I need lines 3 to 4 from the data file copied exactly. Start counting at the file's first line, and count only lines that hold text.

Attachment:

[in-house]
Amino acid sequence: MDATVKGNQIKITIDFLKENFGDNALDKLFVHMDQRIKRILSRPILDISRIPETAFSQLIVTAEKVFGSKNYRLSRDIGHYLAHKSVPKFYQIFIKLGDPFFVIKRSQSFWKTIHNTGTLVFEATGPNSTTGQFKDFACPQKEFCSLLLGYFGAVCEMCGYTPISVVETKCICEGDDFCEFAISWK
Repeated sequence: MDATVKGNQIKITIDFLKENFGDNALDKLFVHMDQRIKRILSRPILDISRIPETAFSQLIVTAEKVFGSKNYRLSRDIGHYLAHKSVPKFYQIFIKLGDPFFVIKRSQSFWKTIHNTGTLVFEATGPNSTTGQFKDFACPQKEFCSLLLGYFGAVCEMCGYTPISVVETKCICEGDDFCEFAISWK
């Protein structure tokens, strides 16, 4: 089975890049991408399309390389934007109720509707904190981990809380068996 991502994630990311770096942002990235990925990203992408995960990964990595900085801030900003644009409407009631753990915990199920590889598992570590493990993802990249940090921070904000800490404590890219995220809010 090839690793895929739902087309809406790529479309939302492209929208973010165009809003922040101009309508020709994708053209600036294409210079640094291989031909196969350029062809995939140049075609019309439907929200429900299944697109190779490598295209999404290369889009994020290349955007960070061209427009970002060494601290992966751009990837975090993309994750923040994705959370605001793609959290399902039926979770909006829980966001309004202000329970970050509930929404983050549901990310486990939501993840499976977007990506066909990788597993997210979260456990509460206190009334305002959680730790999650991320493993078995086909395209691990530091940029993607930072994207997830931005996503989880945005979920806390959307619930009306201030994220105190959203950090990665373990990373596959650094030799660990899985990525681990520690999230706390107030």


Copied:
Repeated sequence: MDATVKGNQIKITIDFLKENFGDNALDKLFVHMDQRIKRILSRPILDISRIPETAFSQLIVTAEKVFGSKNYRLSRDIGHYLAHKSVPKFYQIFIKLGDPFFVIKRSQSFWKTIHNTGTLVFEATGPNSTTGQFKDFACPQKEFCSLLLGYFGAVCEMCGYTPISVVETKCICEGDDFCEFAISWK
């Protein structure tokens, strides 16, 4: 089975890049991408399309390389934007109720509707904190981990809380068996 991502994630990311770096942002990235990925990203992408995960990964990595900085801030900003644009409407009631753990915990199920590889598992570590493990993802990249940090921070904000800490404590890219995220809010 090839690793895929739902087309809406790529479309939302492209929208973010165009809003922040101009309508020709994708053209600036294409210079640094291989031909196969350029062809995939140049075609019309439907929200429900299944697109190779490598295209999404290369889009994020290349955007960070061209427009970002060494601290992966751009990837975090993309994750923040994705959370605001793609959290399902039926979770909006829980966001309004202000329970970050509930929404983050549901990310486990939501993840499976977007990506066909990788597993997210979260456990509460206190009334305002959680730790999650991320493993078995086909395209691990530091940029993607930072994207997830931005996503989880945005979920806390959307619930009306201030994220105190959203950090990665373990990373596959650094030799660990899985990525681990520690999230706390107030």